Drug Resistant Bacteria Found in 25% of Meat Samples
Drug Resistant Bacteria Found in 25% of Meat Samples April 15, 2011
You may have heard or read about the recent study that found drug resistant "superbug" bacteria present in 25% of meat sampled in five different cities. Non-resistant staph bacteria were found in nearly half of the samples, which isn't terribly shocking since it occurs naturally in the environment and many people carry it in or on their bodies every day without becoming ill. Drug resistant staph, on the other hand is both more rare and more dangerous - if a person is infected with this bacteria, many common antibiotics won't be able to fight it. That's pretty scary stuff. Experts recommend washing hands thoroughly after touching raw meat, and cooking the meat you consume thoroughly.
Ground beef is a common source of food borne pathogens, since it is usually made from small pieces of meat and trimmings with plenty of exposed surfaces for bacteria to cling to. Then the ground beef itself has tons of surface area that allow bacteria to climb aboard. If you like your hamburgers medium rare, you're at greater risk since those pathogens can possibly survive a less-than-thorough cooking. To enjoy burgers with the maximum food safety, you should use a meat thermometer and cook your burgers to an internal temperature of at least 160 degrees. You might not get that perfect juicy medium rare burger you love, but you also won't get food poisoning.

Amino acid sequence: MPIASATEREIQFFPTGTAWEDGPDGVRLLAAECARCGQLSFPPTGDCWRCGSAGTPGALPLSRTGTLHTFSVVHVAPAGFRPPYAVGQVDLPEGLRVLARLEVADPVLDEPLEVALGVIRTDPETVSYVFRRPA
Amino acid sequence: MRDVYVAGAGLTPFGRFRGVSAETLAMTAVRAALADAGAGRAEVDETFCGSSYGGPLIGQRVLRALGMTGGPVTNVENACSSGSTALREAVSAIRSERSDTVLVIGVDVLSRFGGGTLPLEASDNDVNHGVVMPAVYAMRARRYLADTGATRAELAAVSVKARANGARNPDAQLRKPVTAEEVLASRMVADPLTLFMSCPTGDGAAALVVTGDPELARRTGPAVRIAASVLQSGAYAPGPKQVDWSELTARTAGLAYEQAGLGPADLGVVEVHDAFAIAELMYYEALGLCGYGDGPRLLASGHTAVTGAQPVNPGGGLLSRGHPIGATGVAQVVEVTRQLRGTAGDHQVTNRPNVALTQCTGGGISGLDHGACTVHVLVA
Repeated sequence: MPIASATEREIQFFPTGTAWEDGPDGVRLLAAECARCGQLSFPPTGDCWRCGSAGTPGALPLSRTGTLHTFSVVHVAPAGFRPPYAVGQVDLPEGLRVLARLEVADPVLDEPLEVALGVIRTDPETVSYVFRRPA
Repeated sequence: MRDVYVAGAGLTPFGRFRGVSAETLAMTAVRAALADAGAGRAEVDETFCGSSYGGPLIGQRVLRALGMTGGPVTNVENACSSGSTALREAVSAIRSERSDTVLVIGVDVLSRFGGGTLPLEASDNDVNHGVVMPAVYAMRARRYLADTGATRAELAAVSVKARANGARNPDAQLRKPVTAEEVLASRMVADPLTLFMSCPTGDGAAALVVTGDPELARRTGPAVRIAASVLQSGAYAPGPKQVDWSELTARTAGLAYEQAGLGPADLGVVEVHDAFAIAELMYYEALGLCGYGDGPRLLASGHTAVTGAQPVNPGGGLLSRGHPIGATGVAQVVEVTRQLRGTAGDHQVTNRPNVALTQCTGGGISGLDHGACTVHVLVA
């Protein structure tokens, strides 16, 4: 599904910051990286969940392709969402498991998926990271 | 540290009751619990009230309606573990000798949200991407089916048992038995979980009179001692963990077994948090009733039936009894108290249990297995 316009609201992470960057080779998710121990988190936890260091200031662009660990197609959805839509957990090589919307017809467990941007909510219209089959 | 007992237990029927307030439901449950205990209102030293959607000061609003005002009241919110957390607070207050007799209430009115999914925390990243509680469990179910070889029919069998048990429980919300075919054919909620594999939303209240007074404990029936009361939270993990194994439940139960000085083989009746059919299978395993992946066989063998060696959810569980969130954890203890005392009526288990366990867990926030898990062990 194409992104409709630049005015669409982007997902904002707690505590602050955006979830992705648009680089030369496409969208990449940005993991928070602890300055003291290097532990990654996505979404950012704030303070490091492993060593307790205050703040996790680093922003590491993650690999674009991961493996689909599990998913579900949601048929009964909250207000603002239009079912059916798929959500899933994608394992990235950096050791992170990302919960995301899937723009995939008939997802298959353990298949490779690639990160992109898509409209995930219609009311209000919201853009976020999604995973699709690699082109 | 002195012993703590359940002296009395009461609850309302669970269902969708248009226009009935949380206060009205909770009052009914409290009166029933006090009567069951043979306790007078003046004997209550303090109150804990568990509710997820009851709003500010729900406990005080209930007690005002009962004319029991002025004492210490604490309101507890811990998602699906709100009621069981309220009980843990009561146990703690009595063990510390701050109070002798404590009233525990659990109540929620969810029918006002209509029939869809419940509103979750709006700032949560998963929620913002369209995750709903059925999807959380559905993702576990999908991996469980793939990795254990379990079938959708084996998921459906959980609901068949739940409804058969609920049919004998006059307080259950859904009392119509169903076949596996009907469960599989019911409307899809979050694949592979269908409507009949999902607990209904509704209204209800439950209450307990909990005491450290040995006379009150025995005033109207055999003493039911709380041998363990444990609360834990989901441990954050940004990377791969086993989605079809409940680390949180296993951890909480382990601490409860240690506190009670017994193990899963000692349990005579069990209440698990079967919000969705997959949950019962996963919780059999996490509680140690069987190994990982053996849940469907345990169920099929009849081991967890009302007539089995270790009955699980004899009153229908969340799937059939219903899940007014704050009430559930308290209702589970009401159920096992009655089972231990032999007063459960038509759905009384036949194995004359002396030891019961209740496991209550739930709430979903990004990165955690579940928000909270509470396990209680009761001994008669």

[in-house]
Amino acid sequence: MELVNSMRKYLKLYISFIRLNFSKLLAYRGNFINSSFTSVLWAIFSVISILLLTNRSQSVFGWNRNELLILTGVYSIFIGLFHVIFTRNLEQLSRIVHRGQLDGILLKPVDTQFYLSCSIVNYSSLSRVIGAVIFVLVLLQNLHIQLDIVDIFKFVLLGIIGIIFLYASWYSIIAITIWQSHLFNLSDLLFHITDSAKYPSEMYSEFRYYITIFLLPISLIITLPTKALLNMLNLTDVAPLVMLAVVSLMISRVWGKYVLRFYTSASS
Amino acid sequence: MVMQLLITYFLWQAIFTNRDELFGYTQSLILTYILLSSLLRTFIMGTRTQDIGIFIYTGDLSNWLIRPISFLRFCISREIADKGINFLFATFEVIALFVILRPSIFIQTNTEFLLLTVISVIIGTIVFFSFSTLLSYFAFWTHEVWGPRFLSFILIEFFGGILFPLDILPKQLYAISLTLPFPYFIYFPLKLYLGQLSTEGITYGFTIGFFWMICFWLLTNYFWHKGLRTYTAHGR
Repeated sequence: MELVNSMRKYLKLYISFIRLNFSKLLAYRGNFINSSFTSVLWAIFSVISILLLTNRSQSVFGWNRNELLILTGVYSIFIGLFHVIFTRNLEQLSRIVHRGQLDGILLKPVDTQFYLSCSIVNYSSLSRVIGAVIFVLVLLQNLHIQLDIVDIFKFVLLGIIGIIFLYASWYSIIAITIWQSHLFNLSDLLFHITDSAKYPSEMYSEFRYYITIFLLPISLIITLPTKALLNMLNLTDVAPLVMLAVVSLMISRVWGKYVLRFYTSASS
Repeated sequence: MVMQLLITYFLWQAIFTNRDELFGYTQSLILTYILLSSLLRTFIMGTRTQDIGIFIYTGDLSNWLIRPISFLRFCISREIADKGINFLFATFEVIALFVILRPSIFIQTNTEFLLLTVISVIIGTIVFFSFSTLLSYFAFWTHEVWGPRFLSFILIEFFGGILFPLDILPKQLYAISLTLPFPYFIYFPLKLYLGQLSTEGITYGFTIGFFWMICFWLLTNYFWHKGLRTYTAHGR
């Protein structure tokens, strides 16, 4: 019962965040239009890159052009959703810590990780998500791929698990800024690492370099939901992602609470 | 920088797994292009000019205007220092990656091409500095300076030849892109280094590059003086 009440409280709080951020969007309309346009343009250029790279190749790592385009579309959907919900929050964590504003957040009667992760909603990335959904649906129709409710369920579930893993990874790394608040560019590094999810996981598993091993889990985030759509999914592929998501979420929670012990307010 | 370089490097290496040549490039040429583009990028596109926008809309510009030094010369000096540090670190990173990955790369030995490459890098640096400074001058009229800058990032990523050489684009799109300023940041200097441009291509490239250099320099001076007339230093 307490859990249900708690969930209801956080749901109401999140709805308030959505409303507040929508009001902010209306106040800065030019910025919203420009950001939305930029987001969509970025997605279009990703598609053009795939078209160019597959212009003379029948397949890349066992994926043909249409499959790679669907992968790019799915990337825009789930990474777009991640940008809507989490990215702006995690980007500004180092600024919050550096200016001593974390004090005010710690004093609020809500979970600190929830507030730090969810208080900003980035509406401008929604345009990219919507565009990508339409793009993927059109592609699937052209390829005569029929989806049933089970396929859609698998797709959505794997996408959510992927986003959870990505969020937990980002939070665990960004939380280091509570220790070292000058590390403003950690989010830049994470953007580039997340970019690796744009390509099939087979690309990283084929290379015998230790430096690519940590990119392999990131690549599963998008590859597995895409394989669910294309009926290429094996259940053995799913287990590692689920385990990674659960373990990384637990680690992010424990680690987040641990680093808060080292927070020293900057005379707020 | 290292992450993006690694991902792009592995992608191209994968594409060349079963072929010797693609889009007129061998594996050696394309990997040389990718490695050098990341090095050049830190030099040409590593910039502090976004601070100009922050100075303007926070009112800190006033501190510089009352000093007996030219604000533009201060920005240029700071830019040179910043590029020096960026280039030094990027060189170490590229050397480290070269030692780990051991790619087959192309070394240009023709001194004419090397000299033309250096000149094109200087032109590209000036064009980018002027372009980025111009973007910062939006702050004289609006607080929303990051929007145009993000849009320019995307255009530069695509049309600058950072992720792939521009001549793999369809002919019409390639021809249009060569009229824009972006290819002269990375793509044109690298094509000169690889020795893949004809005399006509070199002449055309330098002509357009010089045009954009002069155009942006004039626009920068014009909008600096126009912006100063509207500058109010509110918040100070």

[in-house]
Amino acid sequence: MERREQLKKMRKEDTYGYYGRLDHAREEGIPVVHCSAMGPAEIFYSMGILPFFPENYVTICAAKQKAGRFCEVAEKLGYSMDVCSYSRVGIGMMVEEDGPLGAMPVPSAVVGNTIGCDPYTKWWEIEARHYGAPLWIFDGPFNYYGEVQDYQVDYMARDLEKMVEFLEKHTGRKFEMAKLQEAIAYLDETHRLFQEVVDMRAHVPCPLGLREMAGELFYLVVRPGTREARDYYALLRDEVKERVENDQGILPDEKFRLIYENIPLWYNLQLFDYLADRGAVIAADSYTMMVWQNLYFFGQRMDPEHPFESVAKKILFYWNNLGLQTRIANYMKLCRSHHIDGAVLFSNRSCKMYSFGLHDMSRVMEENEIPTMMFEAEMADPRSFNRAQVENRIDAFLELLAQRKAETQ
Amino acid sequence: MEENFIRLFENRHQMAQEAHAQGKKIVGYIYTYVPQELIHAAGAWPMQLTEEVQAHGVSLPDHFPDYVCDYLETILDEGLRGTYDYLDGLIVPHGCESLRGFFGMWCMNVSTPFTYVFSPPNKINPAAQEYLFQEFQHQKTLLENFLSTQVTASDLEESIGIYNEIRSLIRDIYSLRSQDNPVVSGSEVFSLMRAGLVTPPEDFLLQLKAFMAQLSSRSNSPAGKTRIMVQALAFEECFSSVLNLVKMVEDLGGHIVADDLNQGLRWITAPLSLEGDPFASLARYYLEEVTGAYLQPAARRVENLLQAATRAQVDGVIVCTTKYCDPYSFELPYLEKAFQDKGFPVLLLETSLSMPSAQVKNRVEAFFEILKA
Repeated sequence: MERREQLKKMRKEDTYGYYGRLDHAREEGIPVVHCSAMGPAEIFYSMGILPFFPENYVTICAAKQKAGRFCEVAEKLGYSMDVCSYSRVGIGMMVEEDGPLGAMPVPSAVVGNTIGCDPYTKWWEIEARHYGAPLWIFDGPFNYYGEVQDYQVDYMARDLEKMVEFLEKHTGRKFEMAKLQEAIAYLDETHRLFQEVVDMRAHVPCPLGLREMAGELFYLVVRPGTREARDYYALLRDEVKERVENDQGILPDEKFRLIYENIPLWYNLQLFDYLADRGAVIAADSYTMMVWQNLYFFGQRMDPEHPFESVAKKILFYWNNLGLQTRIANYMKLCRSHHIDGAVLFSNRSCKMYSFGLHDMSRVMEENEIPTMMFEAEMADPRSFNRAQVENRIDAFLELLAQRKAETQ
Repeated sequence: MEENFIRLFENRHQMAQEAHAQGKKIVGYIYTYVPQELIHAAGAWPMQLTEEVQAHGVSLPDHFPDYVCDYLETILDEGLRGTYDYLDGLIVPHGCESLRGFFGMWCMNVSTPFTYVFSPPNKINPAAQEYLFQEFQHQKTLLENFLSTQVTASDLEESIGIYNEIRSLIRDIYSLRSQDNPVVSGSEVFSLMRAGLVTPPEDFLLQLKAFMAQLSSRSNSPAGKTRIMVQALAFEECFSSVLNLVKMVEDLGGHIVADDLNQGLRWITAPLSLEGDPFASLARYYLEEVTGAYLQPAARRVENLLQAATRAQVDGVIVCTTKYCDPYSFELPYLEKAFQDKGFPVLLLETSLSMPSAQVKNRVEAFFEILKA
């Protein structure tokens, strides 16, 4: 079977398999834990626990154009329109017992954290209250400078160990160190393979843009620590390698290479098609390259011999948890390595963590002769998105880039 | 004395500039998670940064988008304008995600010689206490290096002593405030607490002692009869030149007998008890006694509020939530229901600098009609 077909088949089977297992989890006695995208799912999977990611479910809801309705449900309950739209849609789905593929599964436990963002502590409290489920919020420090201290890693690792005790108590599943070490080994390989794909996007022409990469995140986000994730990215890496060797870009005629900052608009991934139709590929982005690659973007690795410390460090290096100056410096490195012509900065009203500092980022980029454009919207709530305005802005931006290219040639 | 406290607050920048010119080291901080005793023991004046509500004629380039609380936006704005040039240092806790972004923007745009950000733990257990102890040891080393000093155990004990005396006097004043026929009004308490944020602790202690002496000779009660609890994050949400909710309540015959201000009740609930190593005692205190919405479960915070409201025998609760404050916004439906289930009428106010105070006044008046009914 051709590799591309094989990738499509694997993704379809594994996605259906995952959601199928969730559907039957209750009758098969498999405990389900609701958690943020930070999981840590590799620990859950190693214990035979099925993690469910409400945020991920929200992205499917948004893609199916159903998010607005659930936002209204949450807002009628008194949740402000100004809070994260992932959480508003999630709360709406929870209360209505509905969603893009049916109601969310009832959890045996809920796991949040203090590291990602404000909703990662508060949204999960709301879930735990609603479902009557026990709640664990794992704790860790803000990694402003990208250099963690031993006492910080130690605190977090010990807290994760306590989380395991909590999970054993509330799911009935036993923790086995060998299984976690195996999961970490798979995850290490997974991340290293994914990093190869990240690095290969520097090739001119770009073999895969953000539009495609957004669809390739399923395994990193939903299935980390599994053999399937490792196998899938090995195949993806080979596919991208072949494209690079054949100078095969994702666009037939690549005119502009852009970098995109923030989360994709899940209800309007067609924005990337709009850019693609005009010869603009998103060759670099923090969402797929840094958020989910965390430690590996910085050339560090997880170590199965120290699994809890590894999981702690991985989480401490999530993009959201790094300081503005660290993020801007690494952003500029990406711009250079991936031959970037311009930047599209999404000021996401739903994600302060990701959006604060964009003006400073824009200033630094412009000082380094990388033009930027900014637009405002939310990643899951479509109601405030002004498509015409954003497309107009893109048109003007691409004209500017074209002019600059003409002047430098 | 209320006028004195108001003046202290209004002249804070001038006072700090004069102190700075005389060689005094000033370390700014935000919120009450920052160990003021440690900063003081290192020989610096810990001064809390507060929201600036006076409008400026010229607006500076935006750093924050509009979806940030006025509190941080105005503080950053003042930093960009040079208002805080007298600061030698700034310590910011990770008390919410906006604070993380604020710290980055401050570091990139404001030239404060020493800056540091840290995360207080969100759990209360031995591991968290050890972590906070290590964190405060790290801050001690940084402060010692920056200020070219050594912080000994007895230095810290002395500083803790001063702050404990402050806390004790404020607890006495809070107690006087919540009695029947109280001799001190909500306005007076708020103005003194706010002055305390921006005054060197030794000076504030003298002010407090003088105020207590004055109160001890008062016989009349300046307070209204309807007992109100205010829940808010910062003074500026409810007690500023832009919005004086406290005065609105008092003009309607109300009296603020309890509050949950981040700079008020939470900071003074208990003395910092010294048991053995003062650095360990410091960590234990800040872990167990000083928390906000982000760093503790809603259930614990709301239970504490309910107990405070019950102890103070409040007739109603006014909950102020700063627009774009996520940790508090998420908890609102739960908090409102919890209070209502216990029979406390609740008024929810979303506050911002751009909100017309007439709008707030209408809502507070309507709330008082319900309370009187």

Another way to make sure your burgers are the safest they can be is to grind your own meat. Larger cuts of meat like steaks and roasts have less exposed bacteria-friendly surface area, plus they go through fewer steps of processing, allowing fewer opportunities for contamination. If you spend a little more to get your meat from a butcher rather than a grocery store, it will be even safer since most reputable butchers know exactly where their meat comes from and choose slaughterhouses and suppliers with high safety standards, knowing that any food borne illnesses will land at their doorstep first.
So keep your family safe from superbugs this summer by grinding your own meat for cookout burgers. Not only will they be less likely to cause food poisoning, they'll also taste a whole lot better since you've chosen your own quality cuts of lean beef and left out the fillers that are added to many mass produced ground beef products!